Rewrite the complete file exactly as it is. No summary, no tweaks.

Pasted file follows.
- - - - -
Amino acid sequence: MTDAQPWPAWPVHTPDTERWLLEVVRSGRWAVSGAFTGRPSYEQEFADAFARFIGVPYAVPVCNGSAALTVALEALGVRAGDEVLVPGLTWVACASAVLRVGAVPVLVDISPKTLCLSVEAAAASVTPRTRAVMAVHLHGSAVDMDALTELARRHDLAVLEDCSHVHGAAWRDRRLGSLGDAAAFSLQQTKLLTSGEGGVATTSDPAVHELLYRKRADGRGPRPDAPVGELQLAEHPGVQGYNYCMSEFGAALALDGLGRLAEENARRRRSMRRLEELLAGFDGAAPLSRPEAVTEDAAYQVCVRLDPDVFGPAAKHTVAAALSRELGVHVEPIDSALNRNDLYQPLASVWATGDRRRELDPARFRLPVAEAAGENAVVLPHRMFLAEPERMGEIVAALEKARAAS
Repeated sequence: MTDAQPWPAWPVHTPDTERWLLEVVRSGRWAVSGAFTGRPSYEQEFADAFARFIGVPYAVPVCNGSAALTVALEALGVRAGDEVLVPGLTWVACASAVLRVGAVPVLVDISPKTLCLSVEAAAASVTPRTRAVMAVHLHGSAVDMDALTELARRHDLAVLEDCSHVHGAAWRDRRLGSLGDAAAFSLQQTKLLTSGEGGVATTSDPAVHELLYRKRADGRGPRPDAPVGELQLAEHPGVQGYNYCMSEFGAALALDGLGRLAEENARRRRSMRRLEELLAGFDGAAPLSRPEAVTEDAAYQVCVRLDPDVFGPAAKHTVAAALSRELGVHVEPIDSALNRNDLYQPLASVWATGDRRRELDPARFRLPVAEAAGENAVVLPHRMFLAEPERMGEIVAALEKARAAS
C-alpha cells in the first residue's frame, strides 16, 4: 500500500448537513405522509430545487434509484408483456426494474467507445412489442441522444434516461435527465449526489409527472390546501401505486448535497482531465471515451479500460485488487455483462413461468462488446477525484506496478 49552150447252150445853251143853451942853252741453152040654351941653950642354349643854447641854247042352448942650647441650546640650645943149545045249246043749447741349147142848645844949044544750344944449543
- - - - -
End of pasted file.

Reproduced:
Amino acid sequence: MTDAQPWPAWPVHTPDTERWLLEVVRSGRWAVSGAFTGRPSYEQEFADAFARFIGVPYAVPVCNGSAALTVALEALGVRAGDEVLVPGLTWVACASAVLRVGAVPVLVDISPKTLCLSVEAAAASVTPRTRAVMAVHLHGSAVDMDALTELARRHDLAVLEDCSHVHGAAWRDRRLGSLGDAAAFSLQQTKLLTSGEGGVATTSDPAVHELLYRKRADGRGPRPDAPVGELQLAEHPGVQGYNYCMSEFGAALALDGLGRLAEENARRRRSMRRLEELLAGFDGAAPLSRPEAVTEDAAYQVCVRLDPDVFGPAAKHTVAAALSRELGVHVEPIDSALNRNDLYQPLASVWATGDRRRELDPARFRLPVAEAAGENAVVLPHRMFLAEPERMGEIVAALEKARAAS
Repeated sequence: MTDAQPWPAWPVHTPDTERWLLEVVRSGRWAVSGAFTGRPSYEQEFADAFARFIGVPYAVPVCNGSAALTVALEALGVRAGDEVLVPGLTWVACASAVLRVGAVPVLVDISPKTLCLSVEAAAASVTPRTRAVMAVHLHGSAVDMDALTELARRHDLAVLEDCSHVHGAAWRDRRLGSLGDAAAFSLQQTKLLTSGEGGVATTSDPAVHELLYRKRADGRGPRPDAPVGELQLAEHPGVQGYNYCMSEFGAALALDGLGRLAEENARRRRSMRRLEELLAGFDGAAPLSRPEAVTEDAAYQVCVRLDPDVFGPAAKHTVAAALSRELGVHVEPIDSALNRNDLYQPLASVWATGDRRRELDPARFRLPVAEAAGENAVVLPHRMFLAEPERMGEIVAALEKARAAS
C-alpha cells in the first residue's frame, strides 16, 4: 500500500448537513405522509430545487434509484408483456426494474467507445412489442441522444434516461435527465449526489409527472390546501401505486448535497482531465471515451479500460485488487455483462413461468462488446477525484506496478 49552150447252150445853251143853451942853252741453152040654351941653950642354349643854447641854247042352448942650647441650546640650645943149545045249246043749447741349147142848645844949044544750344944449543